The looping vocal collage of the first of these, ‘Memorygauze: ,the erosion of nostalgia: infantile dementia>’ employs the popular horror trope of the eerie children’s voice singing, but renders it all the more unsettling with its abstraction, and the child-like simplicity of the sing-song repetition when pitched against dripping bleeps and a stuttering heartbeat of a rhythm becomes more uncomfortable over time. ‘Memorygauze: ,the erosion of nostalgia: juvenile dementia>’ sounds like the same track only more melted, a trick repeated on ‘Memorygauze: ,the erosion of nostalgia: alienator goofiest nosh>’, which actually sounds closer to the first, only with additional sighs, farts, and beeps in the mix before going drum ‘n’ bass about six minutes in. It’s almost as if SCHTUMMM is endeavouring to wring every last drop of frustration by testing the patience to the max and then just keeping on going – and going, and going. And I admire the audacity. I also appreciate the exploration of tonality, the way the relationship between incongruous sounds is interrogated in detail. It’s also a credit that instead of switching rapidly between ideas, each is given time enough to be fully realised.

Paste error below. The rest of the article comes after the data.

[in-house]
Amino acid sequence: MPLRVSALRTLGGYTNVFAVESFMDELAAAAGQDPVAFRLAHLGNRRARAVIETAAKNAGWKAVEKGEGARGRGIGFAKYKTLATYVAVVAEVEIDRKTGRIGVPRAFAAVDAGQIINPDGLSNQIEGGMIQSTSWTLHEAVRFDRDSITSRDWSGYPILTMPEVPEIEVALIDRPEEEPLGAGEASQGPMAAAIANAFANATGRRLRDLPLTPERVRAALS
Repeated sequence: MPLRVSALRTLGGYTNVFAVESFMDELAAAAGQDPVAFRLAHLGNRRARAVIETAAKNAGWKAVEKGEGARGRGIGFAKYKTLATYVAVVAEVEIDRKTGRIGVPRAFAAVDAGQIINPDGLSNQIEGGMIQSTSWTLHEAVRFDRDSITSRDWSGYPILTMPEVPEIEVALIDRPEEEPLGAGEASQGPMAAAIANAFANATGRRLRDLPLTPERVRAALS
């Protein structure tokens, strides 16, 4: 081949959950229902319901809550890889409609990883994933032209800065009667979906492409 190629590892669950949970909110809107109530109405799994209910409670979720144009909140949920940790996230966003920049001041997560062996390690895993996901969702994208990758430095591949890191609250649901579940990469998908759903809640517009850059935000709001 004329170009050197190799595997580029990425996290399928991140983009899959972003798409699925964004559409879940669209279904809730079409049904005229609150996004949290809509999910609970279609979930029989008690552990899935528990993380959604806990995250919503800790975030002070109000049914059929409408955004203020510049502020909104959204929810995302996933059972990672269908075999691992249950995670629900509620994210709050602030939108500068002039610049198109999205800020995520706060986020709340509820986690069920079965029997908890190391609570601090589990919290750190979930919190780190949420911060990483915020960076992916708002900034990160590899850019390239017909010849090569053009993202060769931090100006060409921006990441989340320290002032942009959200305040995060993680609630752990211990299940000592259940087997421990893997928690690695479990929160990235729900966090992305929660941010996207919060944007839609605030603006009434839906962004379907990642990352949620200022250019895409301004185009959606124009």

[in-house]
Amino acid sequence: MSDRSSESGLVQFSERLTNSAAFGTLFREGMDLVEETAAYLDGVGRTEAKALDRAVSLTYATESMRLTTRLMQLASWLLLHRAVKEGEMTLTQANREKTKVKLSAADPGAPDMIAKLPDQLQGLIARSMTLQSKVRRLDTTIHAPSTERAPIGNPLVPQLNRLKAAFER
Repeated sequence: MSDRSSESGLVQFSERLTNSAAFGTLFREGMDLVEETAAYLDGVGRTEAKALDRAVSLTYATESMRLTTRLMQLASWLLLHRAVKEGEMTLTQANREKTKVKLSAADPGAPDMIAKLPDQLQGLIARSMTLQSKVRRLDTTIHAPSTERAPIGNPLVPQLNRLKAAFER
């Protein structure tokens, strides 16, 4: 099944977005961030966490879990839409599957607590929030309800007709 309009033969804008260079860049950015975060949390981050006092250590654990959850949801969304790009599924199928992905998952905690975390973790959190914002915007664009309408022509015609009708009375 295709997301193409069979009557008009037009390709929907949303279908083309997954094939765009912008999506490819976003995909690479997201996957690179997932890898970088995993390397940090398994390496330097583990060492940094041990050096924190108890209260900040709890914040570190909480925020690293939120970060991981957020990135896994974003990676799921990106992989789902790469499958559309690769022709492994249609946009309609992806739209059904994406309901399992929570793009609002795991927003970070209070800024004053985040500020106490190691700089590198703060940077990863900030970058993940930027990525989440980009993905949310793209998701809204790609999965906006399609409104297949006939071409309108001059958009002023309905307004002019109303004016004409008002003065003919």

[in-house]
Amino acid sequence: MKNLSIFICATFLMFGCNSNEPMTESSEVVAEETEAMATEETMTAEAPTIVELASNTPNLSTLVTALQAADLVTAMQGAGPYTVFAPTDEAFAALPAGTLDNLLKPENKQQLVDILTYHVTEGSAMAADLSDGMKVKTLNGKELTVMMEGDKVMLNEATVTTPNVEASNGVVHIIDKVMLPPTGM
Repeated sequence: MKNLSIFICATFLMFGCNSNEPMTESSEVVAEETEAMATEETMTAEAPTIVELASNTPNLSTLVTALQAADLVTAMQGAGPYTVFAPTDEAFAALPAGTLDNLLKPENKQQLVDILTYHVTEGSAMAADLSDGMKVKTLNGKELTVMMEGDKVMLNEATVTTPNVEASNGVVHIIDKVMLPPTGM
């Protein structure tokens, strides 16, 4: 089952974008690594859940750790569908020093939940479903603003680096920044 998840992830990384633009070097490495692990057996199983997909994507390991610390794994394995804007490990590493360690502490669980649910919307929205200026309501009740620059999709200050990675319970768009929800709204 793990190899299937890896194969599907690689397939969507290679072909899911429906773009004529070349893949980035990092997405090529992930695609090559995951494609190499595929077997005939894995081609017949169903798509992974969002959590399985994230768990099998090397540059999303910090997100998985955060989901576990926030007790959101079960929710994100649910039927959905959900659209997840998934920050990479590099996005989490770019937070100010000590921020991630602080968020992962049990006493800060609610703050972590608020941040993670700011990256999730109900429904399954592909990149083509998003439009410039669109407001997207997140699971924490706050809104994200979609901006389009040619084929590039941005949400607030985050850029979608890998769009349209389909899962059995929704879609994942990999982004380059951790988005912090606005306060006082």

Ultimately, from the frustration emerges a real admiration: it’s a challenging album, and it’s meant to be, and as such, very much an artistic success.

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Front & Follow – F&F062 – 28th August 2020

Christopher Nosnibor

This twenty-three track extravaganza marks the third of five compilations for which cult label Front & Follow has been briefly resurrected with a view to supporting artists who’ve had their work rejected while raising funds for The Brick in Wigan, a charity for homeless people, which also operates a food back – more vital than ever, sadly.